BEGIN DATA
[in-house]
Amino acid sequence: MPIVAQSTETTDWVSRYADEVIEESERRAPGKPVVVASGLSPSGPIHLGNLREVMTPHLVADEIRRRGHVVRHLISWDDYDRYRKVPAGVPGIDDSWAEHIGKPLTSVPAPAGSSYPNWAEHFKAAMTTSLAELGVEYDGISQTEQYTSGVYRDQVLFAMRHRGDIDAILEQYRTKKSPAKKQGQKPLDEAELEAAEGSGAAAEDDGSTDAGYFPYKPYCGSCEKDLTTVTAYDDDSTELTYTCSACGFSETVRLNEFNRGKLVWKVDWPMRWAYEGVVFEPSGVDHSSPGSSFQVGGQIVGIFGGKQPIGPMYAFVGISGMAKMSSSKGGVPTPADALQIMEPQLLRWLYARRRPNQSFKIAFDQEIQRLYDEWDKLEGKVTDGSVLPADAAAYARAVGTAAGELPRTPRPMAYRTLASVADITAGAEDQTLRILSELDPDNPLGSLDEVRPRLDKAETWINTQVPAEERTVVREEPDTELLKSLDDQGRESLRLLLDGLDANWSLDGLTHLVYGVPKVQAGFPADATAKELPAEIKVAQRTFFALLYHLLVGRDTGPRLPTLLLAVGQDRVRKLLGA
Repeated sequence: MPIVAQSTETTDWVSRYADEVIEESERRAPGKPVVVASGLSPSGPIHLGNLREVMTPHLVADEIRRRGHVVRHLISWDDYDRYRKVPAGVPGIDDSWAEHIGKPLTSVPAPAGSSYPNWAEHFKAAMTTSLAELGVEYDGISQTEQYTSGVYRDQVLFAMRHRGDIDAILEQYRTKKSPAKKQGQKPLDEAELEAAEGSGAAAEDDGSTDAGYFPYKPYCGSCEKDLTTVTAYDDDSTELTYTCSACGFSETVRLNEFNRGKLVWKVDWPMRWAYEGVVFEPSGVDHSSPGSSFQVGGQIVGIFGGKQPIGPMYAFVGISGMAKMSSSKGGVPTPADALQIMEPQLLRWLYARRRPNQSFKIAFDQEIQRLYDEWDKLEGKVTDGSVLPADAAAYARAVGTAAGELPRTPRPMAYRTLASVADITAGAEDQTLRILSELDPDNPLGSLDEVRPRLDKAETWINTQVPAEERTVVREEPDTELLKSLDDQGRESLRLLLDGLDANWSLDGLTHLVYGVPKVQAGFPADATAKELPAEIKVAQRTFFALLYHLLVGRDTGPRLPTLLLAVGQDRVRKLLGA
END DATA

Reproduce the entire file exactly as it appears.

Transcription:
[in-house]
Amino acid sequence: MPIVAQSTETTDWVSRYADEVIEESERRAPGKPVVVASGLSPSGPIHLGNLREVMTPHLVADEIRRRGHVVRHLISWDDYDRYRKVPAGVPGIDDSWAEHIGKPLTSVPAPAGSSYPNWAEHFKAAMTTSLAELGVEYDGISQTEQYTSGVYRDQVLFAMRHRGDIDAILEQYRTKKSPAKKQGQKPLDEAELEAAEGSGAAAEDDGSTDAGYFPYKPYCGSCEKDLTTVTAYDDDSTELTYTCSACGFSETVRLNEFNRGKLVWKVDWPMRWAYEGVVFEPSGVDHSSPGSSFQVGGQIVGIFGGKQPIGPMYAFVGISGMAKMSSSKGGVPTPADALQIMEPQLLRWLYARRRPNQSFKIAFDQEIQRLYDEWDKLEGKVTDGSVLPADAAAYARAVGTAAGELPRTPRPMAYRTLASVADITAGAEDQTLRILSELDPDNPLGSLDEVRPRLDKAETWINTQVPAEERTVVREEPDTELLKSLDDQGRESLRLLLDGLDANWSLDGLTHLVYGVPKVQAGFPADATAKELPAEIKVAQRTFFALLYHLLVGRDTGPRLPTLLLAVGQDRVRKLLGA
Repeated sequence: MPIVAQSTETTDWVSRYADEVIEESERRAPGKPVVVASGLSPSGPIHLGNLREVMTPHLVADEIRRRGHVVRHLISWDDYDRYRKVPAGVPGIDDSWAEHIGKPLTSVPAPAGSSYPNWAEHFKAAMTTSLAELGVEYDGISQTEQYTSGVYRDQVLFAMRHRGDIDAILEQYRTKKSPAKKQGQKPLDEAELEAAEGSGAAAEDDGSTDAGYFPYKPYCGSCEKDLTTVTAYDDDSTELTYTCSACGFSETVRLNEFNRGKLVWKVDWPMRWAYEGVVFEPSGVDHSSPGSSFQVGGQIVGIFGGKQPIGPMYAFVGISGMAKMSSSKGGVPTPADALQIMEPQLLRWLYARRRPNQSFKIAFDQEIQRLYDEWDKLEGKVTDGSVLPADAAAYARAVGTAAGELPRTPRPMAYRTLASVADITAGAEDQTLRILSELDPDNPLGSLDEVRPRLDKAETWINTQVPAEERTVVREEPDTELLKSLDDQGRESLRLLLDGLDANWSLDGLTHLVYGVPKVQAGFPADATAKELPAEIKVAQRTFFALLYHLLVGRDTGPRLPTLLLAVGQDRVRKLLGA